Google Earth Map Showing Locations of Major Gullies in Edo South

Abbildung in dieser Leseprobe nicht enthalten

Photo of Ikpoba Slope Gully in Edo South Threatening the Highway

Dimensions of Major Gullies in Edo Central

illustration not visible in this excerpt

Source: Field Work 2017

Abbildung in dieser Leseprobe nicht enthalten

Google Earth Map Showing Locations of Major Gullies in Edo Central

Abbildung in dieser Leseprobe nicht enthalten

Photo of Ewu Gully Erosion Site Edo Central

DISCUSSION OF RESULTS

Results from field measurements of gullies dimension in the study indicate that the major gullies are large and fully developed. This collaborated with Okonofua and Uwadia (2013) that the average depth, top width, bottom width and the length of the gully in University of Benin are 10.2m, 18m, 14m and 1.1km respectively. It also collaborated with observation of Mallam, Iguisi and Tasi’u (2016) that the length, depth and widths of gullies in Kano metropolis have significantly increased in the last 10 years.

CONCLUSIONS

In many of the identified gully erosion sites, the magnitude of devastation have resulted in loss of lives and properties, destruction of arable lands and wastage of large areas of usable lands. The seriousness of deep erosion gullies in the study area is advancing at alarming rates. The sites now have adverse effects on the environment and socio-economic life of the citizenry of the State. Major gullies in the study area continue to expand at an alarming rate and this has increased the vulnerability of the entire area to intensified gully erosion. Although there are some control measures currently in place such as the Nigeria Erosion and Watershed Management Project of 2012 which only covered three sites and some local effort in other sites but they are not effective to address the extent of gully erosion menace in the area.

REFERENCES

Adekunle V.A.J, Olagoke A.O. And Ogundare L.F (2013), Logging Impacts in Tropical Lowland Humid Forest on Tree Species Diversity and Environmental Conservation Applied Ecology and Environmental Research 11(3): 491-511.

Aderemi, A. and Iyamu F. (2013), Risk Assessment Analysis of Accelerated Gully Erosion in Ikpoba Okha Local Government Area of Edo State . Nigeria Environment and Natural Resources Research, Canadian Center of Science and Education; 3(1) Pg 68-76.

Afegbua, U. K., Uwazuruonye J., and Jafaru B., (2016), Investigating the Causes and Impacts of Gully Erosion in Auchi, Nigeria. Journal of Geography, Environment and Earth Science International SCIENCEDOMAIN international 4(4): 1-13, www.sciencedomain.org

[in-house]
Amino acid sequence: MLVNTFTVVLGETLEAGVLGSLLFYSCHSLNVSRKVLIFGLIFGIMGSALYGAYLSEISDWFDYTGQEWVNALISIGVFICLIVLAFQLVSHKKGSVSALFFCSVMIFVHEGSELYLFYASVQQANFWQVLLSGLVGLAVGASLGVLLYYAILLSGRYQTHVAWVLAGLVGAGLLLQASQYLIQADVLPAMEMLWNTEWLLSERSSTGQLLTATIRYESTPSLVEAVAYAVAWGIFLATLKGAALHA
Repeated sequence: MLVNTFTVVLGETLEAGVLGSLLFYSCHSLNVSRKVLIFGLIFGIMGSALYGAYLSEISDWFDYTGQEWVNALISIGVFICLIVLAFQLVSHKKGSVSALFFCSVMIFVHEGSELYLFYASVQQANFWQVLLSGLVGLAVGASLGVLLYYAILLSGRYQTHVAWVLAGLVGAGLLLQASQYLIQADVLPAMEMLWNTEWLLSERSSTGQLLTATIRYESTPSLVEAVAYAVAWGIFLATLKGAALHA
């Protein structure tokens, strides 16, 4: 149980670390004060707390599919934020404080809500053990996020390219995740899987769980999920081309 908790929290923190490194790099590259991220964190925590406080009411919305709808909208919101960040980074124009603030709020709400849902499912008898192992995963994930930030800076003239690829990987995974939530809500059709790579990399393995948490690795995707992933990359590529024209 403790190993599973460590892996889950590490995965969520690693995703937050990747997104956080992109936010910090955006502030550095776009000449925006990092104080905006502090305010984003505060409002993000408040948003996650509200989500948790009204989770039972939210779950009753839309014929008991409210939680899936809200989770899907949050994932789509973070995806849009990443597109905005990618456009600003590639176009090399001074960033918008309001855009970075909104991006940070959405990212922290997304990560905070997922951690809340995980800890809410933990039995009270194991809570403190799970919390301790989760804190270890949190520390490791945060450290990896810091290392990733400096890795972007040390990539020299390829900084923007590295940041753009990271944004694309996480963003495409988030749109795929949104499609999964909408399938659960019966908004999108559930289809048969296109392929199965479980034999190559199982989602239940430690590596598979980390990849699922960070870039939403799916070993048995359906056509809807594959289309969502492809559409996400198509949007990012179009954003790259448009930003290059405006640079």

Amangabara, G. T. (2012), Analysis of Selected Failed Gully Erosion Control Works in Imo State. Special Publication of the Nigerian Association of Hydrological Sciences Nigeria Pages 279-286.

Edo State Government (2010), Strategic Health Development Plan (2010-2015). Edo State Ministry of Health

Ekpenyong, R. E., (2013), An Assessment of Land Cover Change and Erosion risk in Akwa Ibom State of Nigeria using the Coordination of information on the Environment (CORINE) methodology. Greener Journal of Physical Sciences \ 3(3), pages 076-089

Eseigbe, J. O., and Ojeifo M. O., (2012), Aspects of Gully Erosion in Benin City Edo State, Nigeria. Research on Humanities and Social Sciences 2(7).

Gobena Y.J. (2003), Soil Erosion Assessment Using Remotely Sensed Data and Ancillary Data in the Desert of Tabernas Southeast Spain. International Institute for Geo-Information Science and Earth Observation Enschede, Netherlands

Ikhile, C.I., (2015), Climate change and erosion activities in Benin-Owena River Basin, South West Nigeria. Journal of Geography and Regional Planning pp 99-110.

Onokerhoraye, A. G., (1995), Urbanization and Environment in Nigeria: Implications for Sustainable Development. The Benin Social Science Series for Africa. Benin City: University of Benin.

Poesen J, Nachtergaele J, Verstraeten G, and Valentin C (2003), Gully erosion and environmental change: importance and research needs. Laboratory for Experimental Geomorphology, K.U. Leuven,

Belgium, Catena 50 91– 133 www.elsevier.com/locate/catena

Radoane M, Ionita I, and Radoane N., (1995), Gully distribution and development in Moldavia, Romania. Stejarul Research Station, Piatra Neamt, Romania ELSEVIER Catena 24(127-146)

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Details

Title
Dimension of Major Gullies in Edo State, Nigeria
College
University Of Abuja
Grade
A
Author
Year
2017
Pages
16
Catalog Number
V381321
File size
8825 KB
Language
English
Tags
dimension, major, gullies, state, nigeria
Quote paper
Augustine Osayande (Author), 2017, Dimension of Major Gullies in Edo State, Nigeria, Munich, GRIN Verlag, https://www.grin.com/document/381321